The Platform

Photo illustration by John Lyman

Japan is increasing military spending to historic levels thanks largely to China, North Korea, and Russia’s ill-conceived war in Ukraine.

The Second Sino-Japanese War lasted from 1937 until 1945. When Japan was finally defeated, China was on the winning side but lay in ruins. There had been approximately 15 million casualties, significant industrial infrastructure and agricultural production losses, and the nationalist government’s hesitant modernization efforts had all but been destroyed.

Fast forward 27 years to 1972, Japan and China signed an agreement to respect each other’s sovereignty, non-interference in internal matters, and peaceful coexistence. Despite that agreement and others, Japan’s optimism toward China has significantly decreased. More than 90% of Japanese have a negative opinion of China, a level not seen since 2005.

Because of concerns over Chinese expansionism including a possible invasion of Taiwan, and tensions with both Russia and North Korea, Japan has increased its military spending to $51.4 billion, which is a 20% rise.

Its new National Security Strategy seeks to give Japan a “counterstrike capability or the ability to hit enemy bases” so that it can foresee adversary strikes and defend itself against mounting threats from North Korea, Russia, and China. Tokyo will play a crucial role in the U.S.-led anti-China coalition by increasing integration with the G7 and NATO.

Since China has grown stronger and more confrontational, Japan has amplified the size and might of its military. The threat from China is of particular concern to Japan. More frequent Chinese military drills have taken place near territories claimed by Japan, often in collaboration with Russia.

Japan’s most immediate threat is China. However, given its proximity and the number of missile and nuclear tests conducted over the years, Japan’s National Security Strategy suggests North Korea poses a “more severe and immediate danger to Japan’s national security than ever before.” Similarly, due to its increased relations with China and the invasion of Ukraine, Russia is described as a “high-security concern.” The war in Ukraine has significantly influenced Tokyo’s decision to adopt a more assertive foreign policy.

Under Prime Minister Fumio Kishida, Japan hasn’t shied away from enforcing economic sanctions on Moscow, compared to countries like Hungary and India. According to recent polls, the general public supports Japan’s recent hawkish turn. To challenge China, North Korea, and Russia, Japan has eagerly embraced the United States. According to Tetsuo Kotani, a senior fellow at the Japan Institute of International Affairs, “Japan is much more eager to ally with the United States and other similar democracies to fight with those autocracies and antagonistic nuclear states.”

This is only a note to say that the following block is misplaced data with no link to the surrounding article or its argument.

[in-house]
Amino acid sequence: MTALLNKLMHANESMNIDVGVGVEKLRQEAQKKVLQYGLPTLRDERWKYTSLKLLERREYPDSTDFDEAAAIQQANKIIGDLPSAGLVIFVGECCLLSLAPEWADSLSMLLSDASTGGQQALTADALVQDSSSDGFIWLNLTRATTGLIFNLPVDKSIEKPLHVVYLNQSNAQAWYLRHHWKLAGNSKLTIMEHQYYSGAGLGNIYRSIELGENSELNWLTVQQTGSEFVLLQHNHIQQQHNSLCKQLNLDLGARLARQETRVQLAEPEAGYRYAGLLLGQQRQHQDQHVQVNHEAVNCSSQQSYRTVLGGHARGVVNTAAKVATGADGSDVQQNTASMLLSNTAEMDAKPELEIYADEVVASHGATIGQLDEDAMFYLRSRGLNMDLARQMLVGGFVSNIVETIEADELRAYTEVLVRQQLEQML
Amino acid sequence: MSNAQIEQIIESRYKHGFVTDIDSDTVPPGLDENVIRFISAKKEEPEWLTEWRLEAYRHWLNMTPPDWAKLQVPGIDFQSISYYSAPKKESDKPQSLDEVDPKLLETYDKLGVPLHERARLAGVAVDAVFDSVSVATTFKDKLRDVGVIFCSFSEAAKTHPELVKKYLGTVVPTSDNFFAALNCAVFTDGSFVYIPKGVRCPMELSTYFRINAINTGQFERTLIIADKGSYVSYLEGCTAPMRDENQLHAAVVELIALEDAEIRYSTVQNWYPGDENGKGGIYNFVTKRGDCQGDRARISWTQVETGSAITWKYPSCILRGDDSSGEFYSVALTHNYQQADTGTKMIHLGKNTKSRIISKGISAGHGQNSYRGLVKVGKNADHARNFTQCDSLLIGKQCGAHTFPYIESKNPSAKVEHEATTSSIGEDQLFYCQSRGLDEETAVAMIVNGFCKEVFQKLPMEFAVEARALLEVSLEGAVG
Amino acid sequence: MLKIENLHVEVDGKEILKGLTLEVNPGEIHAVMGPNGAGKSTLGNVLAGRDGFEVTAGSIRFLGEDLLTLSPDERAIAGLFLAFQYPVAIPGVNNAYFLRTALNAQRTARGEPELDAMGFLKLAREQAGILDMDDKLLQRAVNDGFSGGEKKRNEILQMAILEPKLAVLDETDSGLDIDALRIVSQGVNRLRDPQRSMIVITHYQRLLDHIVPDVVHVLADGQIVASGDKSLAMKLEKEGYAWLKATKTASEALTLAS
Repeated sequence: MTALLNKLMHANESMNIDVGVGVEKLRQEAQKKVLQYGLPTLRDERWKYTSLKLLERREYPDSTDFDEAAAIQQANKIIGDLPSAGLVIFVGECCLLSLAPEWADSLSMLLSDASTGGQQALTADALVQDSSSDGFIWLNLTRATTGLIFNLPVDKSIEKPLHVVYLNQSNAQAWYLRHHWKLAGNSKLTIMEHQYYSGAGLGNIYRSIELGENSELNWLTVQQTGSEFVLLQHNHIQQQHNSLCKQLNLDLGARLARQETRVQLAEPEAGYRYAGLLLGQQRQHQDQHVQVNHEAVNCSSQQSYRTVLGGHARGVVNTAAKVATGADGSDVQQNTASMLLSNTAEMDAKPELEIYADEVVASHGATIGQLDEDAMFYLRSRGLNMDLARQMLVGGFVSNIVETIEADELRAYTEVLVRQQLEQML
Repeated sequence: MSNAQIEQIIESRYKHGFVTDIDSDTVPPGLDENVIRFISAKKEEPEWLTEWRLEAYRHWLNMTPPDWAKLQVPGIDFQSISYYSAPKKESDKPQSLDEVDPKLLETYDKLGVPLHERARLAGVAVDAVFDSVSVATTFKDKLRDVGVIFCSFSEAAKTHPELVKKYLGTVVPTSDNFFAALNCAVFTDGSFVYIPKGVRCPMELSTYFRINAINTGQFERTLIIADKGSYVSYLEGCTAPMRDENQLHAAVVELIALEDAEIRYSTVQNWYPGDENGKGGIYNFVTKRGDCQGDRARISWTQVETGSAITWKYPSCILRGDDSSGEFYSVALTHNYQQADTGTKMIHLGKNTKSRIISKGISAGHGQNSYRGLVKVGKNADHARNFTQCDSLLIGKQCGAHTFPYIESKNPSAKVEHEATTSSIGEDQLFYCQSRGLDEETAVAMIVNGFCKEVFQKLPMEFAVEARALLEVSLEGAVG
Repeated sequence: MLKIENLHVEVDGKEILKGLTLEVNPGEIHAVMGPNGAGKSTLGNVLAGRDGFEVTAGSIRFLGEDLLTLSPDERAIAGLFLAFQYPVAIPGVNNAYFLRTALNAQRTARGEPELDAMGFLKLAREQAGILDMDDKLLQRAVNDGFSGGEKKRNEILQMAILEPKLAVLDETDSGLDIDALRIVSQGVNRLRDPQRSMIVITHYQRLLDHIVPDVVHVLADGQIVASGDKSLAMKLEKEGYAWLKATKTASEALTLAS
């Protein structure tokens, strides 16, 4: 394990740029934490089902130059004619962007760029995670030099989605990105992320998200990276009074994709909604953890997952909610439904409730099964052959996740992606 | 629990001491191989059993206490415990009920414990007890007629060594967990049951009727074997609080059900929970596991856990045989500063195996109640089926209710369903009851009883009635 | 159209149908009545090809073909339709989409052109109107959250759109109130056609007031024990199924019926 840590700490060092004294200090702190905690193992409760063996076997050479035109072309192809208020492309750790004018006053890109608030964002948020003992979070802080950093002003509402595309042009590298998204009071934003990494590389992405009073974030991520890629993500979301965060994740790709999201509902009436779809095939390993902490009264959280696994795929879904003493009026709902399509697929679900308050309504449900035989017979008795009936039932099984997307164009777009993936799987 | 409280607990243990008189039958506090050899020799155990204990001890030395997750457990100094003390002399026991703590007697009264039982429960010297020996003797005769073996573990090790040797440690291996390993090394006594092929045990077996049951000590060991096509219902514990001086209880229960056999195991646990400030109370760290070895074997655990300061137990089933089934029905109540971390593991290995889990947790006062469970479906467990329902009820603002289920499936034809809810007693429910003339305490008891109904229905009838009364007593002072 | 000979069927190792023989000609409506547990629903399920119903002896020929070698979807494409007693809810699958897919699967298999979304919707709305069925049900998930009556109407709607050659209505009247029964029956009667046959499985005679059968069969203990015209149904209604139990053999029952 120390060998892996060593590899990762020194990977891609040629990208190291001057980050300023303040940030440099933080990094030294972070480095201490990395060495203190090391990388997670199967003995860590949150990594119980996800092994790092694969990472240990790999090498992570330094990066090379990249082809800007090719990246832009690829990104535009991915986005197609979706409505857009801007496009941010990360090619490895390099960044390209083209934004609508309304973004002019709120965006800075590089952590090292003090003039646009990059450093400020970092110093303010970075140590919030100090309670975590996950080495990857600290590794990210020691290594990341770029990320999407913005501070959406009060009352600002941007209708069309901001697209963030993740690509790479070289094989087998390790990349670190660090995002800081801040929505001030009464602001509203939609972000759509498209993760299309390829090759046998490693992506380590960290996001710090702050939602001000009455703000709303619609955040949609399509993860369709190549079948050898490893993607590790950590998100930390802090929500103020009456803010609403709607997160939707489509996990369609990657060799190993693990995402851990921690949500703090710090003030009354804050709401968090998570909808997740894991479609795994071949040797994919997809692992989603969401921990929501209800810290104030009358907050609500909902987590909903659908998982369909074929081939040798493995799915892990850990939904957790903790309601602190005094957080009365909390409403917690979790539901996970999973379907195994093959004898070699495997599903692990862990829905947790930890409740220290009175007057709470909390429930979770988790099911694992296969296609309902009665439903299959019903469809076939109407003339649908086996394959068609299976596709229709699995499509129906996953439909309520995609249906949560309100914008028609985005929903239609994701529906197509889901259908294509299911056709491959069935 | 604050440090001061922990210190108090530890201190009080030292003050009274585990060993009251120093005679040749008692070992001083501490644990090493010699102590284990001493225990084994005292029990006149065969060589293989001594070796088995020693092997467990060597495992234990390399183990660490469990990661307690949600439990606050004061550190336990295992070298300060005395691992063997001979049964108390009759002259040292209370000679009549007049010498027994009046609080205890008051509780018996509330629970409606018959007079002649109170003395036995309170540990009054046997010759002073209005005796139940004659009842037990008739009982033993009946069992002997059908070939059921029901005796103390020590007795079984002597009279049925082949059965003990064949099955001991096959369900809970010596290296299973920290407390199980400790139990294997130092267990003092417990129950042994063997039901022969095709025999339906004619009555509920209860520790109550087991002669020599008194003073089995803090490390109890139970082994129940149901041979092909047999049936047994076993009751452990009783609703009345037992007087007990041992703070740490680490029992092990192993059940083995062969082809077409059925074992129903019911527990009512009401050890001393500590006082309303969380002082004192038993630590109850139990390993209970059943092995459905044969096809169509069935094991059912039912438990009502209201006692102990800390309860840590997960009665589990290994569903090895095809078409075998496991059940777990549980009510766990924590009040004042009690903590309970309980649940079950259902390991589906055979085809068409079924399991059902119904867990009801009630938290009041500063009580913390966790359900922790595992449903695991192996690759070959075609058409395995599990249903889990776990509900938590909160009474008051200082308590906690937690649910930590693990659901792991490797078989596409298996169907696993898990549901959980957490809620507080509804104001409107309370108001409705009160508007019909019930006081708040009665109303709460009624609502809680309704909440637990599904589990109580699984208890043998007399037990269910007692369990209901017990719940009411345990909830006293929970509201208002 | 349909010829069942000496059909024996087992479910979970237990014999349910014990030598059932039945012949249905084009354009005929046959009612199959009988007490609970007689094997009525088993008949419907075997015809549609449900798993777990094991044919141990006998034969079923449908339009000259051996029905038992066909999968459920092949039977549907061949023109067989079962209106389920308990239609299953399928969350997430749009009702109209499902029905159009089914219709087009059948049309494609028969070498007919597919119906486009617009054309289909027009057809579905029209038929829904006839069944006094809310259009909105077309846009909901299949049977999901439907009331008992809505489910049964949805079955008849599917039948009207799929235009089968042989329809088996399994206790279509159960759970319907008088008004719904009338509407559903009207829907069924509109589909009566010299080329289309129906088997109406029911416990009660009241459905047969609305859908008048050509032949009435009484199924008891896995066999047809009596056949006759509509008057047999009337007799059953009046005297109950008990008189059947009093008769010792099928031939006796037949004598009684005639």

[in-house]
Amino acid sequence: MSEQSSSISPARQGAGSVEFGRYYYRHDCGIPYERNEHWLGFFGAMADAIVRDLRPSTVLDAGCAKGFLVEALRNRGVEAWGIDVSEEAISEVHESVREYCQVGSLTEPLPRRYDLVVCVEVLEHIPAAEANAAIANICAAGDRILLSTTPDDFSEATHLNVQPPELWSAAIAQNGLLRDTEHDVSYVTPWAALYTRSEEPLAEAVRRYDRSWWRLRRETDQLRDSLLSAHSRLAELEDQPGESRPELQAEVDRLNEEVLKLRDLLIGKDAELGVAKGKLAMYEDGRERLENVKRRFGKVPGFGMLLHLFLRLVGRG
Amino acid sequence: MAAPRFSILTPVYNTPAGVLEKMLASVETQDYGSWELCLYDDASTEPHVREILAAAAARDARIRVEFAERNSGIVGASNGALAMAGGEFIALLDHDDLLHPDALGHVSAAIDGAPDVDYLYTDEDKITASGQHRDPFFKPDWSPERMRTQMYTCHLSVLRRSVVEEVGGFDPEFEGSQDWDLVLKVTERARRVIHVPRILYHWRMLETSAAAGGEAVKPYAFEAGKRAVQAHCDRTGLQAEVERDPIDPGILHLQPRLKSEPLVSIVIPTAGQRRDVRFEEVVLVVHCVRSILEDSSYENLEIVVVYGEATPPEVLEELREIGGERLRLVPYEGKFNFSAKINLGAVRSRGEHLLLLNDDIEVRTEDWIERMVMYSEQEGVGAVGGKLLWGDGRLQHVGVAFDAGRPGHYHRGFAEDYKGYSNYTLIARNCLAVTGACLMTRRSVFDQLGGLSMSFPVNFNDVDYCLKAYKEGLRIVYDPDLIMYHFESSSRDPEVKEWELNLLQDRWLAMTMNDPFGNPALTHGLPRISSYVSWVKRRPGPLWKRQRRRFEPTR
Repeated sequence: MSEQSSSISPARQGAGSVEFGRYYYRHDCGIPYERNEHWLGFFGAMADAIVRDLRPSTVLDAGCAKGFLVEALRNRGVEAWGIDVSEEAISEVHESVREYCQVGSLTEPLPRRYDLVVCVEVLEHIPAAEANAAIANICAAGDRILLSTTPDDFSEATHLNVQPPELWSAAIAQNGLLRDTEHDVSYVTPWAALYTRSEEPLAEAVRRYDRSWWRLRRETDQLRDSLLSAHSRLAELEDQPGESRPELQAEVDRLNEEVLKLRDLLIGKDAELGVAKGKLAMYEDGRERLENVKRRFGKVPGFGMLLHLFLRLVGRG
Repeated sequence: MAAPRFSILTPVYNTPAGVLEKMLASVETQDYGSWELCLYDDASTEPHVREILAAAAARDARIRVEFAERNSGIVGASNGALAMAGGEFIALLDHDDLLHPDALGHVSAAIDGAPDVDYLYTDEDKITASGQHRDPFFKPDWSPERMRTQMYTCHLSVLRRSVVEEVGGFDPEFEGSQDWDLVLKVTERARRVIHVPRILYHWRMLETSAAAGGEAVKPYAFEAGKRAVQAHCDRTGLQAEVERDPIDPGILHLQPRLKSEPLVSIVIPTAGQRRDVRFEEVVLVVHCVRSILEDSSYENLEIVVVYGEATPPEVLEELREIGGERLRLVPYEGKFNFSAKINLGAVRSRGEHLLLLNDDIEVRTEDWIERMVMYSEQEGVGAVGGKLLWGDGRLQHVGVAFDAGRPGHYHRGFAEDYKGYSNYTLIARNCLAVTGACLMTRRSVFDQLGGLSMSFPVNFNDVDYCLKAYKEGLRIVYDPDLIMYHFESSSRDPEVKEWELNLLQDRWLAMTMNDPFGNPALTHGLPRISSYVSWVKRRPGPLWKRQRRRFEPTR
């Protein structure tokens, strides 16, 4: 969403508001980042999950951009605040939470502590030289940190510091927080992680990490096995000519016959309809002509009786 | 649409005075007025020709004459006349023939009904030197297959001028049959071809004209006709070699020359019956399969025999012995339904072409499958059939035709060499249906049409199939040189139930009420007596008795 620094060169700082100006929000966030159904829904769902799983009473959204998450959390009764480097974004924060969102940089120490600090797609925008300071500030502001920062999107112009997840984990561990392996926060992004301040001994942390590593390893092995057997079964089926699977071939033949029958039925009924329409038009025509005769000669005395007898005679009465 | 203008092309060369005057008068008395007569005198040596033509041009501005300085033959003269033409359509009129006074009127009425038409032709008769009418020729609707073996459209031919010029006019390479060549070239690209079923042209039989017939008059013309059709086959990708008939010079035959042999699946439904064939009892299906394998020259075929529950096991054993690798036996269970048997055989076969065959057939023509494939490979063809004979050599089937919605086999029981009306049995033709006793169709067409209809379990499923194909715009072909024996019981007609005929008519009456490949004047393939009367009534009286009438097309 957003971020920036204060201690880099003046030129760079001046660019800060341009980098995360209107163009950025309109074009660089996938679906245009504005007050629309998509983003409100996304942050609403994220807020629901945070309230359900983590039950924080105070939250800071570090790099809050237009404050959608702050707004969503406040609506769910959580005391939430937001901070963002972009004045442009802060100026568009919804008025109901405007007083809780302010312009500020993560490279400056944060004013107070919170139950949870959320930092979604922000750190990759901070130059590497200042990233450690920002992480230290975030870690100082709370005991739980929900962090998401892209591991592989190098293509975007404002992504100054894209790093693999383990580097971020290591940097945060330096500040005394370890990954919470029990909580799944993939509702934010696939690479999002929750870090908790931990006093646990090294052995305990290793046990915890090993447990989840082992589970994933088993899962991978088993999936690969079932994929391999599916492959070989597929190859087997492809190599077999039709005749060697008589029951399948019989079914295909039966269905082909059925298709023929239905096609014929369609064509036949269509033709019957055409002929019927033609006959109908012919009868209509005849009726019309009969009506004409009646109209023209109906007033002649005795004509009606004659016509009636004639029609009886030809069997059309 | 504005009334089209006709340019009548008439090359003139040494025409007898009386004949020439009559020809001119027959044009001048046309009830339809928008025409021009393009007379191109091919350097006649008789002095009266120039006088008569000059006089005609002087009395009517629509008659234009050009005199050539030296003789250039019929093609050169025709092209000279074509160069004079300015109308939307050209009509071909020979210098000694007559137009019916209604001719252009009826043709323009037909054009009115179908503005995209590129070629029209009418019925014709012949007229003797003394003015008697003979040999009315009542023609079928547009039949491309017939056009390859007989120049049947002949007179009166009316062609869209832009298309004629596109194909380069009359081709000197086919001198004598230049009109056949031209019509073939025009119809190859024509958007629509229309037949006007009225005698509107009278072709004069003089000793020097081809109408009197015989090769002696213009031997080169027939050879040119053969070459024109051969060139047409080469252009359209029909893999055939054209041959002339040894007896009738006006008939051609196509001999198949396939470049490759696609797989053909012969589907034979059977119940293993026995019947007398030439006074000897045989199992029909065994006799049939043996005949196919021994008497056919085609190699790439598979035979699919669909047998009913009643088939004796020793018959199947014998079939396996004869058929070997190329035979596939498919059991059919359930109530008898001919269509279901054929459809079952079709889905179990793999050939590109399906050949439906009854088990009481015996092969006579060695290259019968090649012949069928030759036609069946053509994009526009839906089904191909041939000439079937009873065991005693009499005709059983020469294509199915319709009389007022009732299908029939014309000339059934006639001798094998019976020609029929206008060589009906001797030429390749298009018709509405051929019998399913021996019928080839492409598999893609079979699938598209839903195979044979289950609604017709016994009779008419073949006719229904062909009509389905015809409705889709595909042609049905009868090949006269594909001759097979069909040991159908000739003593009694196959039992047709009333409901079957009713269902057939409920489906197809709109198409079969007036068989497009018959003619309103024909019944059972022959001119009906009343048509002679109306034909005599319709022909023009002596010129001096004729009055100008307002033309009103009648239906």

Analysts have been hesitant to acknowledge Japan as a global military power compared to the United States, the UK, or France. Thomas Wilkins, a Senior Lecturer at the University of Sydney’s Department of Government and International Relations, has written that Japan, despite its increased military spending, is not yet a military superpower. “Japan is clearly not yet a global military power in the way that the United States, United Kingdom, or France are. The absence of offensive force projection capabilities such as strike aircraft carriers or long-range bombers and nuclear arms nominally disqualify it from this rank. Despite its expanding horizons, Japan’s global military footprint remains limited so it can only be considered an incomplete great power.”

China’s Global Times, a state-run news website, published an opinion piece in mid-January that echoed Beijing’s concerns about a more assertive Japan. “According to information disclosed by media, [talks between Kishida and Biden] will focus on issues including deepening defense cooperation, Japan’s plan to acquire intermediate-range and long-range missiles, and increasing the US deployment on Okinawa. A former US government official even blatantly said that the summit would to a large extent be aimed at containing China. The negative move by the US and Japan deviates from the international community’s desire for peace and development, and challenges the international order formed after World War II.”

In China’s view, increased tensions in the region are specifically the fault of Japan and the United States. Since China has undergone significant military modernization over the past few years, such comments come off as hypocritical but given China’s tendency to embrace victimhood this type of sentiment would be expected.

MD Obaidullah Siam holds a degree in Public Administration from the University of Barishal, Bangladesh. Currently, he is working as a Research Assistant at the Centre for Advanced Social Research, Dhaka. He regularly writes on the topics of Public Policy, Politics and Governance, Sustainable Development, and Climate Change.